Concise Prescribing Info
Listed in Dosage.
Dosage/Direction for Use
Adult : PO Analgesia Initial: 2.5-10 mg 6-8 hrly if needed. Opioid dependence Iniividualise dose according to opiate tolerance. Usual regimen: Initial: 20-30 mg as a single dose. Additional doses of 5-10 mg may be used if withdrawal symptoms are not suppressed or if they reappear. Max: 40 mg on the 1st day. Usual stabilising dose: 40 mg/day in single or divided doses. Once patient has stabilised, reduce dosage gradually. Dosage must be individualised. Intractable cough associated with lung cancer 1-2 mg 4-6 hrly, reduce to 12 hrly for prolonged use.
Dosage Details
Adult: Initially 2.5-10 mg every 6-8 hr as required. Titrate dose slowly and according to response. May also be given via IM or SC inj. Not more than twice daily dosing for prolonged use.
Child: 0.7 mg/kg/day in divided doses every 4-6 hr as required, max 10 mg/dose. Dose should be titrated carefully according to individual requirements.

Neonatal abstinence syndrome
Child: 100 mcg/kg increased by 50 mcg/kg every 6 hr until symptoms are controlled. Daily dose should be given in 2 divided doses during prolonged use.

Intractable cough associated with lung cancer
Adult: 1-2 mg every 4-6 hr. Reduce to 12 hrly during prolonged use.

Opioid dependence
Adult: Initial dose of 20-30 mg as a single dose. Additional doses of 5-10 mg may be used if withdrawal symptoms are not suppressed or if they reappear. Total dose should not exceed 40 mg on the 1st day. Usual stabilising dose: 40 mg daily in single or divided doses. Once patient has stabilised for 2 or 3 days, dosage may be gradually reduced daily or at 2-day intervals. Dosage must be individualised and adjusted to keep withdrawal symptoms at a tolerable level.
Child: Dose should be individualised according to opiate tolerance. After a period of maintenance treatment, withdrawal should be slow, with doses reduced by <10% at a time with 10-14 day intervals between dose reductions.
Hepatic Impairment
Dosage may need to be reduced.
May be taken with or without food.
Acute respiratory depression; acute bronchial asthma; acute alcoholism; risk of paralytic ileus; raised intracranial pressure or head injury.
Special Precautions
Dose should be individualised. Prolonged QT interval; CV disease; hepatic impairment; electrolyte abnormalities; concommitant use of QT prolonging drug; respiratory disease; elderly. May impair ability to drive or operate machinery.
Adverse Reactions
Nausea; vomiting; constipation; anorexia; abdominal pain; drowsiness; respiratory depression; hypotension; bradycardia; euphoria; headache; dysphoria; urinary retention; miosis; visual disturbances; impotence; dizziness; sweating; pruritis; asthenia; arrythmias; QT prolongation.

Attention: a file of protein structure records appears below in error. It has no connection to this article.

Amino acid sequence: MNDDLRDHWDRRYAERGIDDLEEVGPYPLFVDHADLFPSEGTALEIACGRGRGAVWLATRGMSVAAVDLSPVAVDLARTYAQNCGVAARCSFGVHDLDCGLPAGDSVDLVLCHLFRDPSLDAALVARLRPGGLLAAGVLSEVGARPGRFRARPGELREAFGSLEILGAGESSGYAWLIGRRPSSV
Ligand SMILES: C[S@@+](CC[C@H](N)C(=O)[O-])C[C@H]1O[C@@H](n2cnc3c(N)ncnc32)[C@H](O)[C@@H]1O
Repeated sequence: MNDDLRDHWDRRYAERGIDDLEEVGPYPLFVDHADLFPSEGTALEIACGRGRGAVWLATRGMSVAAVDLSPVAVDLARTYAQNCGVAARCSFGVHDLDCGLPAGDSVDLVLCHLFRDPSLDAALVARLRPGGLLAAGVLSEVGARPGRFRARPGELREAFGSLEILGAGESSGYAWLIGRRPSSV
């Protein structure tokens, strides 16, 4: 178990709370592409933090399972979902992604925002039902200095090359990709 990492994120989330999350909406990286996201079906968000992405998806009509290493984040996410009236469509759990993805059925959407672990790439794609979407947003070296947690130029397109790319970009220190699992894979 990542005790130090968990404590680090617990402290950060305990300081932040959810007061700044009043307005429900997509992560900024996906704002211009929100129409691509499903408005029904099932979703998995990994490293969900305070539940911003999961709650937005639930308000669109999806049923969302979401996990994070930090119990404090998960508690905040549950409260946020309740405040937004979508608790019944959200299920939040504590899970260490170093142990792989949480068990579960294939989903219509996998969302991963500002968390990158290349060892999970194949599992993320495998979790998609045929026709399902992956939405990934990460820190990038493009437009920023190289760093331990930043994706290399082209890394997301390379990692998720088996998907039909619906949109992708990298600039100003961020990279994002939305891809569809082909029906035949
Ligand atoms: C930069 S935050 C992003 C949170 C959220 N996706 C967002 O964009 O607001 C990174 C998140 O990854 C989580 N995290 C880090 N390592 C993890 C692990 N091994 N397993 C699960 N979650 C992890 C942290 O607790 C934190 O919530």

Potentially Fatal: Cardiac arrest; respiratory arrest; shock.
IM/IV/Parenteral/PO/SC: C
Respiratory and CV depression may occur. Oxygen, IV fluids, vasopressors and other supportive measures may be used. In non-opioid dependant patients, opioid antagonists can be used but, as they may precipitate an acute withdrawal syndrome, they should be used with caution in opioid dependant patients
Drug Interactions
Withdrawal symptoms may be experienced with naloxone, naltrexone, pentazocine, nalbuphine, butorphanol, and buprenorphine. Increased clearance and possible reduced efficacy with some antiretrovirals (abacavir, amprenavir, efavirenz, nelfinavir, nevirapine, ritonavir, lopinavir); rifampin; phenytoin; phenobarbital; carbamazepine. Decreased clearance and possibly increased toxicity with CYP3A4 inhibitors (e.g. ketoconazole, voriconazole, sertraline, fluvoxamine). Increased chance of cardiac toxicity with other QT prolonging drugs. Increased CNS depression with alcohol, other opioids or CNS depressants. Methadone may increase plasma levels of desipramine, zidovudine.
Food Interaction
Grapefruit juice may increase oral methadone bioavailability. St John's wort may decrease methadone plasma levels.
Description: Methadone is a synthetic opioid mu-agonist which binds to opiate receptors in CNS, decreasing the perception and response to pain. It is used principally as an analgesic and for treatment of opioid addiction.
Onset: Oral: 0.5-1 hr for analgesic effect. Parenteral: 10-20 minutes.
Duration: Oral: 6-8 hr, but increases to 22-48 hr with repeated doses.
Absorption: Rapidly absorbed from GI tract.
Distribution: Widely distributed, 60-90% protein bound. Crosses placenta and is distributed in milk.
Metabolism: Hepatic metabolism to inactive metabolites.
Excretion: Eliminated in the faeces and urine as metabolites and unchanged drug. Elimination half life varies between individuals.
Disclaimer: This information is independently developed by MIMS based on Methadone from various references and is provided for your reference only. Therapeutic uses, prescribing information and product availability may vary between countries. Please refer to MIMS Product Monographs for specific and locally approved prescribing information. Although great effort has been made to ensure content accuracy, MIMS shall not be held responsible or liable for any claims or damages arising from the use or misuse of the information contained herein, its contents or omissions, or otherwise. Copyright © 2020 MIMS. All rights reserved. Powered by
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